The European Space Agency this week declared a “new chapter in solar system exploration”, as its Rosetta spacecraft achieved the first ever rendezvous with a comet.
Other spacecraft have managed brief comet fly-bys, but Rosetta has managed to get unprecedentedly close to 67P/Churyumov–Gerasimenko – the image below was taken on 6 August from a distance of just 130km (81 miles).
67P/Churyumov–Gerasimenko, taken 6 August 2014 by Rosetta; credit ESA
In escorting Churyumov–Gerasimenko towards the Sun for 18 months, Rosetta – and its lander Philae – promises to offer a treasure trove of data about a class of space rock that in the early solar system may have seeded Earth with water and organic molecules.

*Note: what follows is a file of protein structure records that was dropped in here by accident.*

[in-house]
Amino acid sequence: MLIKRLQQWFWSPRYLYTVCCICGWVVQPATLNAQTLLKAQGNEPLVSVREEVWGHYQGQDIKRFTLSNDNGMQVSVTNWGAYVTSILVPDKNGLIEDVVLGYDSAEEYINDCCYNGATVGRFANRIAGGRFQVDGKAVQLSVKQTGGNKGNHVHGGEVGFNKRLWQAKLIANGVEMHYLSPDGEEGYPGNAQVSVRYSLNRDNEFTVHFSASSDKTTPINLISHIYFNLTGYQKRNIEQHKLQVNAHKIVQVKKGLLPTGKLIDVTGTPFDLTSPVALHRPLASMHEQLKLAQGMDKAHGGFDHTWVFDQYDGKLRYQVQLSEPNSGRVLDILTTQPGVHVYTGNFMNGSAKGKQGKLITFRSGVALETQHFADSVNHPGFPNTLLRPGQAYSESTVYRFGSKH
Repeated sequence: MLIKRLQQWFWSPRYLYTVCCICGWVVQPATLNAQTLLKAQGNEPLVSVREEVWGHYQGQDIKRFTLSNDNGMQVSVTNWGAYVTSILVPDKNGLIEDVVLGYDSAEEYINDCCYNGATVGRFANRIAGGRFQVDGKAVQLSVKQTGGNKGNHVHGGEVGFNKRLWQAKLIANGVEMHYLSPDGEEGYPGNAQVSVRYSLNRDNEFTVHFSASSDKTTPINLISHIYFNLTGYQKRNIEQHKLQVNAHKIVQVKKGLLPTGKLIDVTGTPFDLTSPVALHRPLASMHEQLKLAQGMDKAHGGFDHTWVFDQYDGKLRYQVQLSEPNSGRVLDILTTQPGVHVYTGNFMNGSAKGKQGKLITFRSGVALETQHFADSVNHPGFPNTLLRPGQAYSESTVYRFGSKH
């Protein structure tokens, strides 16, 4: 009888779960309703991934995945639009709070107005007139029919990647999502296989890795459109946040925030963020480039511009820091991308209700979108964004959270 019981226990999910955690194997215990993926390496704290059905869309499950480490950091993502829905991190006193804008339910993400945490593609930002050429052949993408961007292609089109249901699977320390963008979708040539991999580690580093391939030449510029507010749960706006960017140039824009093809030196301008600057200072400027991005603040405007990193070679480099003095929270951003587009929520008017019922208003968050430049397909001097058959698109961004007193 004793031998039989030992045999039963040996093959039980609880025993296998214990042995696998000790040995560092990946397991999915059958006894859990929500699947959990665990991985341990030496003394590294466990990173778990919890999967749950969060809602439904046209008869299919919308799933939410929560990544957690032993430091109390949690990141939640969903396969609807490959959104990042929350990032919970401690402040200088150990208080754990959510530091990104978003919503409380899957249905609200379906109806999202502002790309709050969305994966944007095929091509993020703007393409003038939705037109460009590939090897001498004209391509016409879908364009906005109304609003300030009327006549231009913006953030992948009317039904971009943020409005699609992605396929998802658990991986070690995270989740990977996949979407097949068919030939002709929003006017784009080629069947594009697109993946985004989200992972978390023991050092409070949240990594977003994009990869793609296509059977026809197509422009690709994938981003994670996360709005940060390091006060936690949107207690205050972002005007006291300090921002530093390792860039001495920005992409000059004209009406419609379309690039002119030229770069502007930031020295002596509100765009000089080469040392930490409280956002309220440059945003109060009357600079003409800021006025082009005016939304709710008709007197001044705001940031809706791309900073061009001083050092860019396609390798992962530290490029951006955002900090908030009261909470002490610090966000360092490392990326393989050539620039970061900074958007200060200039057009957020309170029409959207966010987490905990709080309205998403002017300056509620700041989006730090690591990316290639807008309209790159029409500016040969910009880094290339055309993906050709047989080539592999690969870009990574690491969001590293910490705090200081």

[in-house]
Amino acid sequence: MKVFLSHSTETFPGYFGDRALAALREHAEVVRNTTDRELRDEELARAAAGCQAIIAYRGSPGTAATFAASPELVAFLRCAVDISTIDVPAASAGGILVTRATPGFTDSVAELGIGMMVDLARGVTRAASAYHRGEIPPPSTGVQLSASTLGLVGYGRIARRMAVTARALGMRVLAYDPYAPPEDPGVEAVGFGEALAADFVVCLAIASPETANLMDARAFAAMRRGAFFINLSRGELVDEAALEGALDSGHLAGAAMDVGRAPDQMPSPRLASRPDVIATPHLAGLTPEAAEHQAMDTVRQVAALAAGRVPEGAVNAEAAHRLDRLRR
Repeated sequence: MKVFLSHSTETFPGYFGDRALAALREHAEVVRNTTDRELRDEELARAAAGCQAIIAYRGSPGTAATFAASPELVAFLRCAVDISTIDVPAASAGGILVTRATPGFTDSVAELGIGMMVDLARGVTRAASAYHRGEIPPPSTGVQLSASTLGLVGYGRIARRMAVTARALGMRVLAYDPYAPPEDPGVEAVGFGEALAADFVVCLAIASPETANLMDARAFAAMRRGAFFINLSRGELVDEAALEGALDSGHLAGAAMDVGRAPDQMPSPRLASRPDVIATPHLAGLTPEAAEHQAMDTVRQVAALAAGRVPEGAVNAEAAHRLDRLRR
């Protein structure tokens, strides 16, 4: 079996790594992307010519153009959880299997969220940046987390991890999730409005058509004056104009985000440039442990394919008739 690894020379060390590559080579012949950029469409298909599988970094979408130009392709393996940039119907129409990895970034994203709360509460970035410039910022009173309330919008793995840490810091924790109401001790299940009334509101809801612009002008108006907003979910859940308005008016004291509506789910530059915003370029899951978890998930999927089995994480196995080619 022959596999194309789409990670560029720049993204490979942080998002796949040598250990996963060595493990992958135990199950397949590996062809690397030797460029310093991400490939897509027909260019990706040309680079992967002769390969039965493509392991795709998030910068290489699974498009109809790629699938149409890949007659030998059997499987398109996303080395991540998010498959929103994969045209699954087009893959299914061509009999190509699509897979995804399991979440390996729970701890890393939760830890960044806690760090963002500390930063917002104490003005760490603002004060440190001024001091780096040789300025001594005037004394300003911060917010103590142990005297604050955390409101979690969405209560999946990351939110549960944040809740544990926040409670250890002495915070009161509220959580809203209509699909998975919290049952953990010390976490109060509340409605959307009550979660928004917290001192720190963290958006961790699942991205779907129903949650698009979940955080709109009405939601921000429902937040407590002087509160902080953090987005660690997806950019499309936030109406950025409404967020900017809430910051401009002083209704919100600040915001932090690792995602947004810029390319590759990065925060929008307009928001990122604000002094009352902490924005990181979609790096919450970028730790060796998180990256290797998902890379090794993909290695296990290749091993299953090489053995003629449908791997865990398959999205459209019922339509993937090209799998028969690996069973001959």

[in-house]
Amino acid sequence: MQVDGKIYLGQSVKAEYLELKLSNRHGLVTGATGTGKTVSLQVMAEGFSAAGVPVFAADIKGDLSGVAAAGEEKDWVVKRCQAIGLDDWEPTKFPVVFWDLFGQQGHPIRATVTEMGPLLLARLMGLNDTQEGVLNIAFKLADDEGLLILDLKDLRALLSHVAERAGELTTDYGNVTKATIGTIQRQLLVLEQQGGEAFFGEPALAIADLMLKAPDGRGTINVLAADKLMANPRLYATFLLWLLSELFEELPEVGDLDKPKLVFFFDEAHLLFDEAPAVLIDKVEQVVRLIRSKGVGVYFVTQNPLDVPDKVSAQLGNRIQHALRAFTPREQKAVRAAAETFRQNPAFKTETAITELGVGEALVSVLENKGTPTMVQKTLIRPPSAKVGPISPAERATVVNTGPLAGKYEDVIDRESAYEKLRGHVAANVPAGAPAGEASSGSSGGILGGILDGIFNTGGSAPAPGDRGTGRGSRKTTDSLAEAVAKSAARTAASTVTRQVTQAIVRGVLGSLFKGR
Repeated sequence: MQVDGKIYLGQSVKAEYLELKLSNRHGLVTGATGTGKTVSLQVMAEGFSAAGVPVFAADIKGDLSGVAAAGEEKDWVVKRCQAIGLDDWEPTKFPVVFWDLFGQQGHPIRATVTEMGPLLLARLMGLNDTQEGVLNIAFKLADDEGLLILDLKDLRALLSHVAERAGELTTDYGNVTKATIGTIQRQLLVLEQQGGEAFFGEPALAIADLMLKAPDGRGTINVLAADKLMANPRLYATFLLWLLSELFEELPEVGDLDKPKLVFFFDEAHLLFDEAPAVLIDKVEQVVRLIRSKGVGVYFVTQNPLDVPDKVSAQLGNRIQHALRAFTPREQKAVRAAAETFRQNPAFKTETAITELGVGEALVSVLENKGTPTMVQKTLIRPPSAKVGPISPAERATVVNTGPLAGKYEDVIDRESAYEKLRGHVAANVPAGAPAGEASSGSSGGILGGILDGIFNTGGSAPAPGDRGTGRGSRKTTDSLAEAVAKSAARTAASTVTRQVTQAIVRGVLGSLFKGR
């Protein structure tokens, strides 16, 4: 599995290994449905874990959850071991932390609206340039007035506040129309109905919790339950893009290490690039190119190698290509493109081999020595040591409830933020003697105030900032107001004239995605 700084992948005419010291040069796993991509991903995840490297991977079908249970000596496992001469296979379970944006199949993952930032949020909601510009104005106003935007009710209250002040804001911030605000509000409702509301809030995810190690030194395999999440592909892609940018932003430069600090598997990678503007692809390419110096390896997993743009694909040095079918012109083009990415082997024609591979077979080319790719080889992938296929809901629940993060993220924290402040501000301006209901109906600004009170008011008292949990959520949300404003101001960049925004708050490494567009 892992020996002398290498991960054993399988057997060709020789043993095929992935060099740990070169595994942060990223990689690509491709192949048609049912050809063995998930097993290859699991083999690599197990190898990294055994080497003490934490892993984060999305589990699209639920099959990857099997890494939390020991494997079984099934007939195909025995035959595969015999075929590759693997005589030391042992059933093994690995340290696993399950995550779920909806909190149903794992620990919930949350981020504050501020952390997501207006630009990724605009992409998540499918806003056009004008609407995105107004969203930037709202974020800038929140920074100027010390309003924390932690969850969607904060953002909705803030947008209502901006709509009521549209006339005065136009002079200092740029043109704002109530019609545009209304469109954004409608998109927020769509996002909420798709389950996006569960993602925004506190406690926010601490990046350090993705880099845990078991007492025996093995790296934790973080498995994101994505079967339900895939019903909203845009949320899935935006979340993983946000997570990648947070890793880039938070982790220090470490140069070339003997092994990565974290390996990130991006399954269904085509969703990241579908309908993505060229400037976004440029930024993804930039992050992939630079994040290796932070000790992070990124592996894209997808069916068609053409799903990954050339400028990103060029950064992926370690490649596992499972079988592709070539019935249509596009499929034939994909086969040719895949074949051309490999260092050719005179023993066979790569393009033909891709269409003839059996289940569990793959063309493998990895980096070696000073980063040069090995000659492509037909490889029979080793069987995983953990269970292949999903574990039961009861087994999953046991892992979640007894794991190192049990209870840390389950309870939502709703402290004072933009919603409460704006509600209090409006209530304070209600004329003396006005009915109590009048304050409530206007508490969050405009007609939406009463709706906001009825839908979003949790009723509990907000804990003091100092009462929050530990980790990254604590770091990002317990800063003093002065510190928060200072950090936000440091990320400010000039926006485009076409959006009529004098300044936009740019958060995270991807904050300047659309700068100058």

In later impacts, comets may have reshaped the planet – and doomed the dinosaurs.
For now, however, the focus is on the achievement of Rosetta’s journey to the rendezvous some 405 million km from Earth.
To date, the mission’s 10-year flight has covered 6.4 billion km in five loops around the Sun, and required three slingshot fly-bys of Earth and one of Mars.
Power management dictated a 31-month hibernation period, and since “waking up” on 20 January this year, ESA flight directors have made a series of critical course adjustments.
Now, mission control in Darmstadt, Germany must learn to fly around the comet – its gravity is too small for a standard orbit – and search for a touchdown site for Philae, which is scheduled for release on 11 November.